Successful Season 2016

We have ended the gamefishing charter season and Gladiator will be returning to Auckland next week.  Overall a very successful season with over 50 striped marlin tagged and released to IGFA rules, this count does not include any marlin just released without tagging.  We also had numerous blue marlin caught and our first black marlin.  This year saw many yellowfin in the area and we caught our fair share of them, some of them estimated at the 70kg mark.

Of all the marlin caught this season the majority were released in very good condition with only 4 being weighed for guests.

Gladiator victorious again in the NZ National Tournament

Gladiator competed in the NZ National Fishing Tournament late February 2016 fishing at the Three Kings. This was another excellent years results for owner Donna Pascoe and skipper Ken Pascoe. Our tally for the trip, 14 striped Marlin, 1 Black Marlin, 3 large yellowfin tuna and 4 sharks. All tagged and released.
Results confirmed show Donna was the top striped Marlin angler, 1st tag and release champion billfish angler, 1st tag and release Blue/Black Marlin, 2nd in tag and release tuna, 3rd in tag and release shark, 1st in 60kg line weight and 2nd team overall.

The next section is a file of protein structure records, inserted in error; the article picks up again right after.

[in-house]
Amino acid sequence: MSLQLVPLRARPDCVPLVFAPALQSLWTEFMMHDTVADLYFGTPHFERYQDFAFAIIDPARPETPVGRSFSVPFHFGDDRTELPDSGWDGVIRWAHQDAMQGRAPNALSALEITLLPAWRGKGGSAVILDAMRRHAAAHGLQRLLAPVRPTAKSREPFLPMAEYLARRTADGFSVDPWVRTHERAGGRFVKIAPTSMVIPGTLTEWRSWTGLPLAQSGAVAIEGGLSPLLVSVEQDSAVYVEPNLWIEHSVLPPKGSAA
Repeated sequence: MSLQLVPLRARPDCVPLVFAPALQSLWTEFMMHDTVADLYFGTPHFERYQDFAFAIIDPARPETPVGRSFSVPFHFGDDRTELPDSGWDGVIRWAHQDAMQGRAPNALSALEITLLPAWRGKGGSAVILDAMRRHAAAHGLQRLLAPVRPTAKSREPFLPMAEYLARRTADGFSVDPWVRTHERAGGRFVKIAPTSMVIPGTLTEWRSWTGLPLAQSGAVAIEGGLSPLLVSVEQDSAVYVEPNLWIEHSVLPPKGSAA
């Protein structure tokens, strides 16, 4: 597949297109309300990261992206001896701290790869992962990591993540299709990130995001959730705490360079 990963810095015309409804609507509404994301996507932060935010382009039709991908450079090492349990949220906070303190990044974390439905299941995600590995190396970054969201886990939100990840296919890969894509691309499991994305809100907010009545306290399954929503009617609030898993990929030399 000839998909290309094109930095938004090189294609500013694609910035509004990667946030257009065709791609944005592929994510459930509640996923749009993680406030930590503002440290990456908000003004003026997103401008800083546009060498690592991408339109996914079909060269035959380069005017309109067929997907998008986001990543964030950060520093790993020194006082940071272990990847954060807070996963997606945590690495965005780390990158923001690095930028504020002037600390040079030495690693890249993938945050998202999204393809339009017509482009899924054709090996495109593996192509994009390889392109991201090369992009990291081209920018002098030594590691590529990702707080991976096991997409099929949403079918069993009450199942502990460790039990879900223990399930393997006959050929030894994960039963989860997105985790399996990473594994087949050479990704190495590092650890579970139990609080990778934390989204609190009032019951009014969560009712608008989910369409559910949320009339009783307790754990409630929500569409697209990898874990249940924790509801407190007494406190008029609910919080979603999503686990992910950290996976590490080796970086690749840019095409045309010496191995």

There were just under 1,700 anglers in this 8 day tournament this year.
This excellent result was greatly assisted by our 2 full time experienced crew, Brad Bennetto and Matt Barchet who without their help these results would not have been possible.

Southern Bluefin Tuna World Record

In August 2015 Ken and Donna and the crew on Gladiator once again caught a world record.  Below is Donna’s story of the catch.

 

On Sunday afternoon we headed out in Gladiator to run the new engines that we had put in the previous week.  Of course no use going round and round in circles running them in so it was a good excuse to go and do some winter fishing.

We had planned on fishing the Garden Patch up the top of the North Island and started heading there from Auckland.  We were about 4 hours into our trip when there was talk about the Southern Bluefin tuna off the back of Barrier.    As the area is very big and we had never previously fished that area, we were not keen to just head there without having some idea of a particular place to target.  A quick text to a commercial fisherman that we know and we had an area to try.  The commercial fisherman himself was going to head there as well.  On looking in the book we realised the 60kg lineweight for women was vacant.  We did a sharp 90 degree turn and off we headed, 60 miles out from the back of Great Barrier Island.

We arrived in the area about 5.30am and saw a boat on the radar.  Going over to it there was no sign of life onboard so all must have been sleeping.  Off we went trolling with two 60kg lines in the water.  I was not keen to have any other line weight in the water as I would have been disappointed if we had caught a tuna and it was not on 60kg.